It’s hard to imagine a situation more surreal than swimming with a sea of sparkling waters that has been poured onto a water surface, and it is.
But that is what happened on Friday, when a group of Canadian athletes took part in a synchronized swimming competition in the Great Lakes.
The event was being held at the Lake Superior Aquarium in Duluth, Minnesota, and according to organizers, they were not expecting a crowd of nearly 100 people to be there.
Instead, the pool was filled to capacity with about 100 participants.
Some of them wore masks, some of them had to wear masks, and some of the water was too warm.
It was a strange experience, but the water, as well as the ice, is perfectly fine.
And the athletes did not look like they were in a hurry to get going, which meant the water appeared to freeze, leaving the pool to sink as they swam.
As it turns out, this is how the Great Lake waters work: Water freezes and solidifies over time, and when the ice freezes, it becomes hard and brittle, allowing for the formation of large amounts of ice.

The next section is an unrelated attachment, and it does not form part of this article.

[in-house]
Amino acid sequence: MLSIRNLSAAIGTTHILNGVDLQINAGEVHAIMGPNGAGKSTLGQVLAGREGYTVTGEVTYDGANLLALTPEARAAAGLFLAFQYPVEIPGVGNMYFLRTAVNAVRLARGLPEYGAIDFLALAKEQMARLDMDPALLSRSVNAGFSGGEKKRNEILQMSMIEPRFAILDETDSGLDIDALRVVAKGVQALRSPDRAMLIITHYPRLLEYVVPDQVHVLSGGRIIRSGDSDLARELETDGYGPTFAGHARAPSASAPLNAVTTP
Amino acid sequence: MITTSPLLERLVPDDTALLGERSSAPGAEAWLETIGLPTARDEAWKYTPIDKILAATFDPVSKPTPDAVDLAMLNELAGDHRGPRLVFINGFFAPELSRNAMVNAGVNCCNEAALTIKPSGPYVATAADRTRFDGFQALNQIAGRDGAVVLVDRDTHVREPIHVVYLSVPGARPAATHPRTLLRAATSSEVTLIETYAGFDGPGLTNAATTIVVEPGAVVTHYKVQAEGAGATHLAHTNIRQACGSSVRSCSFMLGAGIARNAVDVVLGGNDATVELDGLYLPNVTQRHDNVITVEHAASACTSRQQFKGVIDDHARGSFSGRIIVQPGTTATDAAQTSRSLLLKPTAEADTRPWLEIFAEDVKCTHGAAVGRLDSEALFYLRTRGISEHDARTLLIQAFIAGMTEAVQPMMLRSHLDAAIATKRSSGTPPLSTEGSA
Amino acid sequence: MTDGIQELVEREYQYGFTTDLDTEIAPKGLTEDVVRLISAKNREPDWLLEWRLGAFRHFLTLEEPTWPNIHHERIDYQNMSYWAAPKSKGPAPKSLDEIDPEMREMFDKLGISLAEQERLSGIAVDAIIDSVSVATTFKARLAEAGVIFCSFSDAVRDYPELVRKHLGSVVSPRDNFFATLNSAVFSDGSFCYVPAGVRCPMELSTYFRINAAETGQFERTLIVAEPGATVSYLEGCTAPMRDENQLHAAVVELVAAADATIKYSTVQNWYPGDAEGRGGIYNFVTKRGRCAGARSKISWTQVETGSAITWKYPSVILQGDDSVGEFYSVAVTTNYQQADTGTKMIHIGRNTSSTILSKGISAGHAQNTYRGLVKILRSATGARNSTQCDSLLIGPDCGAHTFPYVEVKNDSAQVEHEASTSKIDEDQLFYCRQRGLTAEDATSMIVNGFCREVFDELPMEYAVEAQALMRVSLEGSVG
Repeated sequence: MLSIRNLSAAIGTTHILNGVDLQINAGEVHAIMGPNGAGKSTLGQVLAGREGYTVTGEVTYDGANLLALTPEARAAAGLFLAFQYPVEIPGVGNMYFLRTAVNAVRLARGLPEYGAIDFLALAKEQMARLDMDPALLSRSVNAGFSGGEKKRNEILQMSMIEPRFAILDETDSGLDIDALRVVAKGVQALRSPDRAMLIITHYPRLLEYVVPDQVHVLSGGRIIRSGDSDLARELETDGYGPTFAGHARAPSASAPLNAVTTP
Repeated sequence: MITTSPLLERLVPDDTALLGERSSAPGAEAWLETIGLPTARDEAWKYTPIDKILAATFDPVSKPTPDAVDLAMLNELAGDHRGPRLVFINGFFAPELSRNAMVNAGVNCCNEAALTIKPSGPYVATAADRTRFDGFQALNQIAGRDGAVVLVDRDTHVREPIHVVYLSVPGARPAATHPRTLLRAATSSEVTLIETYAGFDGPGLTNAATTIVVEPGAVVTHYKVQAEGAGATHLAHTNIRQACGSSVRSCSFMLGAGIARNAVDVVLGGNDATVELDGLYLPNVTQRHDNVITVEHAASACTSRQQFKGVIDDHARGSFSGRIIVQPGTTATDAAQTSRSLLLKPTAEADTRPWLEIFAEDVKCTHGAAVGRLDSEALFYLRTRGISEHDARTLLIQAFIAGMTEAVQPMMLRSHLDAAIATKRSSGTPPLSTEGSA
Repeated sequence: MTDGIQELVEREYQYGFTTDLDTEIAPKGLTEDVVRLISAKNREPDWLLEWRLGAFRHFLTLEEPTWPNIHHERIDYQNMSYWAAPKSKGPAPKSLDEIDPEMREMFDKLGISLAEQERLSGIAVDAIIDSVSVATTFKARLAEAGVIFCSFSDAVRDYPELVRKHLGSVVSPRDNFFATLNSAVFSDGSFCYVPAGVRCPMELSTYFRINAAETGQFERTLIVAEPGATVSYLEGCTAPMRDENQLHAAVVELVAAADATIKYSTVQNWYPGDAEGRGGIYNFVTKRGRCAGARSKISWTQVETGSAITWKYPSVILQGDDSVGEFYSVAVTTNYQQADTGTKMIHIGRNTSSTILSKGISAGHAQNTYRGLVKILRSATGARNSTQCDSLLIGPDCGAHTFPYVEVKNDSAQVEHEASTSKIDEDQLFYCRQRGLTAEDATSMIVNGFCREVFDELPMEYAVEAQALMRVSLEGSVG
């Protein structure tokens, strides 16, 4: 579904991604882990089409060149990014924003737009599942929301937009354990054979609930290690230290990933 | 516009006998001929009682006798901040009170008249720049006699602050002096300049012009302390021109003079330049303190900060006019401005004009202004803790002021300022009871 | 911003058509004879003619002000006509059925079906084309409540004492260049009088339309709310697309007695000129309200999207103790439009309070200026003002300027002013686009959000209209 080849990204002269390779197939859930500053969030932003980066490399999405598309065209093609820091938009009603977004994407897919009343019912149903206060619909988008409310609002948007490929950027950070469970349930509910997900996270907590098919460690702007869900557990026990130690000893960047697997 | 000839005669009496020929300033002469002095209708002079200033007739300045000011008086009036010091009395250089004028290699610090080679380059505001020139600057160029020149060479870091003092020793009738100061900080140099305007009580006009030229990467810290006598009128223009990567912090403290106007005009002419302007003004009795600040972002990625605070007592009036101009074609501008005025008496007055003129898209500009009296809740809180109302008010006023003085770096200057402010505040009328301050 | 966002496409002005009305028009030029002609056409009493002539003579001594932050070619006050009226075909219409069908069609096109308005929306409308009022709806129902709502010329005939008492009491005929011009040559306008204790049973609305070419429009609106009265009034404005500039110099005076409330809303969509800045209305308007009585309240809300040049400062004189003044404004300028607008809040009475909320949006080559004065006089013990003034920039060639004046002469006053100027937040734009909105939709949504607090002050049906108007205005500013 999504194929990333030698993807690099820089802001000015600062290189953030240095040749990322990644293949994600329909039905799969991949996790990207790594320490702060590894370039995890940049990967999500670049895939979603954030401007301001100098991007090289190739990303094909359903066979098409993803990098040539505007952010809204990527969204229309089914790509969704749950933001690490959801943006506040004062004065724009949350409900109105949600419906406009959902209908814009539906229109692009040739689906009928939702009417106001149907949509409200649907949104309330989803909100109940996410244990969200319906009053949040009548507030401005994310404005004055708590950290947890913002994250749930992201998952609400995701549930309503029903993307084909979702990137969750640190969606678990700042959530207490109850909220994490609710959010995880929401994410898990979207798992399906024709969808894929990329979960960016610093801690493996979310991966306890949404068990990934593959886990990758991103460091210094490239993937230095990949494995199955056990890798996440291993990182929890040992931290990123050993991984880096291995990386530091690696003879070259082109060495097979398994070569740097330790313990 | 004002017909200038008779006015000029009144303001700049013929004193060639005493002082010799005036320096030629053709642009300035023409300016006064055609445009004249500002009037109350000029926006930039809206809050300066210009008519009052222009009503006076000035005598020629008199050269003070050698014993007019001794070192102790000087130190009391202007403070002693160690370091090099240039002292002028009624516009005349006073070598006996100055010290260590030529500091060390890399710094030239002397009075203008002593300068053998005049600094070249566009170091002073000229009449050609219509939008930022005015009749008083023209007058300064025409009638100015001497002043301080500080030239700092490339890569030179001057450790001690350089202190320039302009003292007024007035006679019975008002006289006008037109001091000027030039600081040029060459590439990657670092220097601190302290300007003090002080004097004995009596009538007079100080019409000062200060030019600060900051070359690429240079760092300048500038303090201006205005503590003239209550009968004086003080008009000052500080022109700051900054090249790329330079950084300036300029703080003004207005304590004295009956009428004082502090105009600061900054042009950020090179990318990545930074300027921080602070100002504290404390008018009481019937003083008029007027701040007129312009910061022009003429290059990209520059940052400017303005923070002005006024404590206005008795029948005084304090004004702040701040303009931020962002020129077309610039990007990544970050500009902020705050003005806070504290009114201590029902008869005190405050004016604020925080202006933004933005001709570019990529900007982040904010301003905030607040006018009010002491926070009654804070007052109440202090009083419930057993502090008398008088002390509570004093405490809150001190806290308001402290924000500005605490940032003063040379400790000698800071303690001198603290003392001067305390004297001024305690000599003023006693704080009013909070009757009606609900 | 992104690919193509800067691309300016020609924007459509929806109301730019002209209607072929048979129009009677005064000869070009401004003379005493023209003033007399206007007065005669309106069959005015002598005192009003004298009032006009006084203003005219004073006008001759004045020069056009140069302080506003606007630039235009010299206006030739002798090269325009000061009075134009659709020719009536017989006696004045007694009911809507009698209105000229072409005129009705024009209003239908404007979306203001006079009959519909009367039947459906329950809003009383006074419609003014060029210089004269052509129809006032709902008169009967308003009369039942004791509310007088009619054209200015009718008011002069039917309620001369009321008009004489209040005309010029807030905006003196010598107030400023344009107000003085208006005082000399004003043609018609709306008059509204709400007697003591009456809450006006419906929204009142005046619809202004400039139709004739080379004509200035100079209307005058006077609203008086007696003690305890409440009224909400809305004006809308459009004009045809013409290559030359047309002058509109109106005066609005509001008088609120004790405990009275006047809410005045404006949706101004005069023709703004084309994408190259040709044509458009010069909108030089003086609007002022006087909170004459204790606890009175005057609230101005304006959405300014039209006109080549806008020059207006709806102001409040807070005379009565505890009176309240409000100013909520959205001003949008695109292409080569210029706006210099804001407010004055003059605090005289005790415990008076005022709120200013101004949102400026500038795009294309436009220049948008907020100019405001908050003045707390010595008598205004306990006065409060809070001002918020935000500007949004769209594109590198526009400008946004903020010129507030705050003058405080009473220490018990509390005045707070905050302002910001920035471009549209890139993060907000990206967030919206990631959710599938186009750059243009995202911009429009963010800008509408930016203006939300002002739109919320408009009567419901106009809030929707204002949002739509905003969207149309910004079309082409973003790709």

In the case of ice sparkling, the ice was actually melted by the heat of the sun.
The pool’s organizers decided to allow people to swim in the water at their discretion, which is what allowed them to get a feel for the water and make sure it was safe for the athletes.
It was, they said, “perfectly safe,” which is why the event went smoothly.
The water that the athletes swam in is also perfectly fine, and they have no idea how the lake water got there.
But as the sun set, the sun was still pouring on the pool, making it difficult for the swimmers to see what was going on.
The pool remained full until 4:30am, when the water had to be pumped out.
Some of the swimmers had to use the pool’s water-skiing area as a makeshift shelter, because it was very cold, according to WCPO.
The lake water in the pool remains frozen, and the temperature is just below freezing.